26 Ways to Relieve Stress for Personal Peace

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EASY PEACE-Y

The world, as we all are painfully aware, is in turmoil. Protests have become a constant, white supremacists and Antifa clash in the streets, and fears of nuclear war have returned as relations with Iran and North Korea become newly uncertain. It's easy for ordinary citizens to feel helpless. Here are some free or low-cost ways, from the personal to those with a wider scope, to do something to promote peace in the world.

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TAKE A MINUTE

It all starts from within. Make time each day to meditate. It doesn't have to be a big production complete with mat, shrine, and bells; simply close your eyes for whatever time you can spare, gather your thoughts, and focus on peace.

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LOSE THE NEGATIVITY

We all go through tough times, and we want to be there for our friends -- but when occasional complaining turns into a nonstop litany of woes, it brings you down, too. Ease yourself out of spending time with a personality whose negativity affects you.

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GET MOVING

Stress leads to poorer health. Check with a doctor and make an effort to exercise more. Overall health will improve and the meditative nature of running, walking, or repetitive exercise can help as well.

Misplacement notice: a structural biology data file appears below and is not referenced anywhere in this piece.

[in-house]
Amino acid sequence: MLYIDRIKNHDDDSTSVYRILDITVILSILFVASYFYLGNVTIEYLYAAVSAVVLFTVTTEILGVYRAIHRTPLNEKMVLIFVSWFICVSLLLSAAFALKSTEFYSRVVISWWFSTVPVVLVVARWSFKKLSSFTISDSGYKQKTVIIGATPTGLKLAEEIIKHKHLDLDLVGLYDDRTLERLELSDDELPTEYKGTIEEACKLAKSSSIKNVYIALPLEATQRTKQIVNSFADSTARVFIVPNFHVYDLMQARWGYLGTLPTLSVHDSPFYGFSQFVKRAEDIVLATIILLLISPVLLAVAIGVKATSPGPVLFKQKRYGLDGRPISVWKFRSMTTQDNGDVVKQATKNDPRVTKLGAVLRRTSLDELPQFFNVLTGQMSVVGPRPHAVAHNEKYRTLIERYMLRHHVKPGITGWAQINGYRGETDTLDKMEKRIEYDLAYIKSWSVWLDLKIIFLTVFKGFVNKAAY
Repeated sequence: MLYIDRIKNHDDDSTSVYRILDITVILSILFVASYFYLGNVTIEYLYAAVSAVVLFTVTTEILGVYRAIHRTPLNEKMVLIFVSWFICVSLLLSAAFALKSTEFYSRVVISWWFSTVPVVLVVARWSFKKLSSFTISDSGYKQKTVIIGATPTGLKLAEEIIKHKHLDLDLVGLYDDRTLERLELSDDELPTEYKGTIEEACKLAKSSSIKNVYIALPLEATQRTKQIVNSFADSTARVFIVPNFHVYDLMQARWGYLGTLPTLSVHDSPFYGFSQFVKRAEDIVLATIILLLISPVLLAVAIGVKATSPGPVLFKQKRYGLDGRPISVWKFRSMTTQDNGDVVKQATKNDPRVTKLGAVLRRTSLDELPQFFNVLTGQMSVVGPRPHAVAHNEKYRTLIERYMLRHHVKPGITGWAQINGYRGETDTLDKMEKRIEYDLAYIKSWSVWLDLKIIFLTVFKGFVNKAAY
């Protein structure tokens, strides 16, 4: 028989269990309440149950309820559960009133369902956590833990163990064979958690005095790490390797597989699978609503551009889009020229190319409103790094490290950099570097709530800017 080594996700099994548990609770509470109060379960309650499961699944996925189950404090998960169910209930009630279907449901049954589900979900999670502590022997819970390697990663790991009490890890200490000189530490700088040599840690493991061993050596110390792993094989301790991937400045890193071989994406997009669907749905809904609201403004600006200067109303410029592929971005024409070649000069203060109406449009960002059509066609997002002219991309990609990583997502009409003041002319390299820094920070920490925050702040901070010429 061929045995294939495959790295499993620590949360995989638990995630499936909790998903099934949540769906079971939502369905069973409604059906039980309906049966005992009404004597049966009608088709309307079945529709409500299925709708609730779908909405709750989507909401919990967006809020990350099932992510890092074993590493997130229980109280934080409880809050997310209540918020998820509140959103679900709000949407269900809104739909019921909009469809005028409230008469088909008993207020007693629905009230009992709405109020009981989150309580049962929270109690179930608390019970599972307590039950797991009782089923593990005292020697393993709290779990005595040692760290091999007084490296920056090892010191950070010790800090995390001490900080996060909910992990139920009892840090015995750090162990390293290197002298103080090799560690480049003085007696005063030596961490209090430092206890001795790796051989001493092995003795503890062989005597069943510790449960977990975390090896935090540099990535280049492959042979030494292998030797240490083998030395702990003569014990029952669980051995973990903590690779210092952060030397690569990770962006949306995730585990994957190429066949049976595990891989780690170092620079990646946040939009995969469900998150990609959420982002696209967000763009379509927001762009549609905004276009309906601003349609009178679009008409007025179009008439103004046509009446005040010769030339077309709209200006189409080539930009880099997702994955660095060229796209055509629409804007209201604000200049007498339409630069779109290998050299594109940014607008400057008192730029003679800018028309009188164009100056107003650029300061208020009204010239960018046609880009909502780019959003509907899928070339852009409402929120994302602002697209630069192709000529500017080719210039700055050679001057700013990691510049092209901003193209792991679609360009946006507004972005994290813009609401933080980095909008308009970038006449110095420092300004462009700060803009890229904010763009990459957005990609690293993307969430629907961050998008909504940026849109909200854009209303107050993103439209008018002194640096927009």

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GET IN TUNE

Music relaxes. Make the time -- even if you zone out to just a single favorite song or composition -- and expect to be surprised at how refreshed you feel.

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SMARTEN UP

Before heading into a potential political debate, dedicate yourself to reading widely and observing more to grasp the nuances. Being better informed can add calm to a conversation.

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DECLUTTER

You will never feel fully at peace near a stack of unpaid bills, hamper overflowing with clothes, or garage that no longer fits a car. Declutter surroundings and declutter your mind.

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CREATE A SANCTUARY

Home is sanctuary, where you refuel and connect with inner calm. Invest in simple things such as scented candles or mini waterfalls -- though it may sound clichéd -- and they can add serenity, if you let them.

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CARVE OUT FAMILY TIME